Post-Polio Health, (Volume 31, Number 3) Summer 2015
Dr. Rhoda Olkin is a Distinguished Professor of Clinical Psychology at the California School of Professional Psychology in San Francisco, as well as the Executive Director of the Institute on Disability and Health Psychology.
She is a polio survivor and single mother of two grown children.
QUESTION: I worked so hard to walk again after acute polio. I have extreme pain in my hip in my weaker leg and since I had a knee replaced, my back pain when standing is also extreme. I use a cane sometimes and I know I should use a scooter or a wheelchair, but I just can’t overcome that horrible feeling of being a failure if I do. Besides that I have gained weight and if I don’t move some, I will gain even more. Help!
Response from Rhoda Olkin, PhD: Ohhhh, been there! I have pain in my knee area, my back hurts, I can’t stand for more than a minute, and I spent my formative years doing everything possible to remain ambulatory. Now I use a wheelchair or scooter 90% of the time, crutches the remaining 10%, starting about 10 years ago. My weight gain has been alarming, and I no longer see in the mirror the person I think I am from the inside (who seems to be much younger, cuter, thinner and with great hair!). But I do not see a failure, only flaws that I can address. The flaws do not include the fact that I use a wheelchair, because doing so got me my life back. Pain and limited ambulation were forcing a reduction in activities that narrowed my world.
We get so many messages from everywhere about how walking is good and how the need for any sort of assistive devices is bad. Consider the language often used: “Wheelchair bound” (with the emphasis on the inability to get out of the wheelchair), “non-ambulatory” (not able to walk), “suffers from polio”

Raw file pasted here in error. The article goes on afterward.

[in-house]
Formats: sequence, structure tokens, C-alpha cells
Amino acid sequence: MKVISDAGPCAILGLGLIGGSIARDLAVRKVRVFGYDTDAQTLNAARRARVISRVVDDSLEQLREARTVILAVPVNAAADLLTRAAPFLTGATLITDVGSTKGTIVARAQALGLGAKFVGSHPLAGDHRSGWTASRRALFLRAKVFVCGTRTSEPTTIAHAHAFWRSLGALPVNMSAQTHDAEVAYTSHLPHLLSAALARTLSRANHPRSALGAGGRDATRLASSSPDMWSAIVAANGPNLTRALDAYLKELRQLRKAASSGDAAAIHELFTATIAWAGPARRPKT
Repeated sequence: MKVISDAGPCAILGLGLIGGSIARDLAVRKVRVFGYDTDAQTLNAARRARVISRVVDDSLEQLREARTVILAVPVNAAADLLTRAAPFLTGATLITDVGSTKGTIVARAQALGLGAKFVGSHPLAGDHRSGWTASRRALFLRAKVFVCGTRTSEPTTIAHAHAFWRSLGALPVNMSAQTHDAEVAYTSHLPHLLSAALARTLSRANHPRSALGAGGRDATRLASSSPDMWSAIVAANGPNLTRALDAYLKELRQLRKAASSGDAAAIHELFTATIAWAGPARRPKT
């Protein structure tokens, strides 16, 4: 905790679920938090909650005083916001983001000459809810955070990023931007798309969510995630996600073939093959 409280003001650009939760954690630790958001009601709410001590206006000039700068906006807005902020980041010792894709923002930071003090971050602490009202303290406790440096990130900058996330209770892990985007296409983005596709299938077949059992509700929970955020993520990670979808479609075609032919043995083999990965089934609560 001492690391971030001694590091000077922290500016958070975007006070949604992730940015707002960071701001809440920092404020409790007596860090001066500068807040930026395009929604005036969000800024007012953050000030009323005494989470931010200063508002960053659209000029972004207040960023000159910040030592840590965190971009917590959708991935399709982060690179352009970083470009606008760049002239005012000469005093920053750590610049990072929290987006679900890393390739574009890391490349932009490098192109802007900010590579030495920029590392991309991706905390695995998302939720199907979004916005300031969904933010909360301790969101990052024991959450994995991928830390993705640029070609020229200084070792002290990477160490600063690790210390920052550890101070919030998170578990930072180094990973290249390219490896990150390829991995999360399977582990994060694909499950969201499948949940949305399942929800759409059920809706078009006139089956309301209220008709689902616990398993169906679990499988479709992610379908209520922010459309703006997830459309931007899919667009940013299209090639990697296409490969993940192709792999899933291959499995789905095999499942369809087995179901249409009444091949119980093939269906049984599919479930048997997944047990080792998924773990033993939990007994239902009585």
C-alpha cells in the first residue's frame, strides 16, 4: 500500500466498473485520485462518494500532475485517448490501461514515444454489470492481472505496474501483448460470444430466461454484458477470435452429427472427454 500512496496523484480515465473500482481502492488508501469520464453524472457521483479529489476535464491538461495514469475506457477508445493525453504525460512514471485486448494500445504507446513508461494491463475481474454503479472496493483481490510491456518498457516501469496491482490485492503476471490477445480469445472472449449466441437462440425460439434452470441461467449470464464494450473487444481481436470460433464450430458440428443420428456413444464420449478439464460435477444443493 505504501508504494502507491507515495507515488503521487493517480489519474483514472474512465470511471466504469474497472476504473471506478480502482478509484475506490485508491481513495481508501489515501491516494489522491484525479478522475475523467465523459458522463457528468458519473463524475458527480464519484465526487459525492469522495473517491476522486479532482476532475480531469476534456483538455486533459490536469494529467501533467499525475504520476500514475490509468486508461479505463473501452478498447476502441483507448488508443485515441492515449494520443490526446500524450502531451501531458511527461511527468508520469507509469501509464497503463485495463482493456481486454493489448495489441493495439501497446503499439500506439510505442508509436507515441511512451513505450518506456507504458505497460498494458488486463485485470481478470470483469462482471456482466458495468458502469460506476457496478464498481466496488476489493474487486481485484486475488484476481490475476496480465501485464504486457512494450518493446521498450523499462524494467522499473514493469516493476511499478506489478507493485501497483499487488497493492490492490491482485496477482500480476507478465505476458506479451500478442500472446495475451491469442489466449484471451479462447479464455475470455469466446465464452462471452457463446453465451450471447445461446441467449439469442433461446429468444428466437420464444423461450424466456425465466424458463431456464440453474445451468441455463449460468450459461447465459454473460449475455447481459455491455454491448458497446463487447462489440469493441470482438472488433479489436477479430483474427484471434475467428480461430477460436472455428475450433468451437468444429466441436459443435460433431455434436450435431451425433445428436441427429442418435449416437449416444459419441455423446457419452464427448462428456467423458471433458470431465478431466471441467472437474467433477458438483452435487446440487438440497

(as if that’s all you are). What if we said “uses a wheelchair” and “fully mobile” (by whatever means!) instead? A wheelchair is not a failure, but a window into a wider world of options. Imagine you lived in a poor country with no access to wheelchairs. In such circumstances people devise their own sets of wheels, and getting a real wheelchair would not represent failure, but wings to fly.
Try an experiment. Go to a big store that has a scooter for customers to use. Do not use it. Go up and down each aisle. Note your level of fatigue and pain. Now go on another day and use the scooter, again going up and down each aisle, and again noting your level of fatigue and pain. What do the results tell you?
Okay, I’m not going to gloss over the significance of using a wheelchair. First, using a wheelchair often means less overall body movement, which can lead to secondary conditions (weight gain, decubitus ulcers, lassitude of some muscles). You have to be careful to avoid these. Since you can walk, do so a bit, or get on the floor and move/exercise, or do chair exercises. (Once a day I walk with crutches from my office to the bathroom and back, a total of 100 steps. I notice I feel better when I do this.) Second, it’s a change in body image. People everywhere start reacting to you differently, and that feedback forces some recalibration of the self. Third, it can be harder to maintain or lose weight. Make sure you don’t have another condition (hypothyroid, sleep apnea) and then find a balance in intake and output that you can live with. And when you do, write me, so I can use it as well!
Do not let anyone – family, friends, doctors, rehabilitation specialists, physical therapists – lead you to believe using a wheelchair represents failure. It is an alternate means of mobility and does not change the fundamental you.
Tagged as: fatigue , mental health , pain , psychological health , weight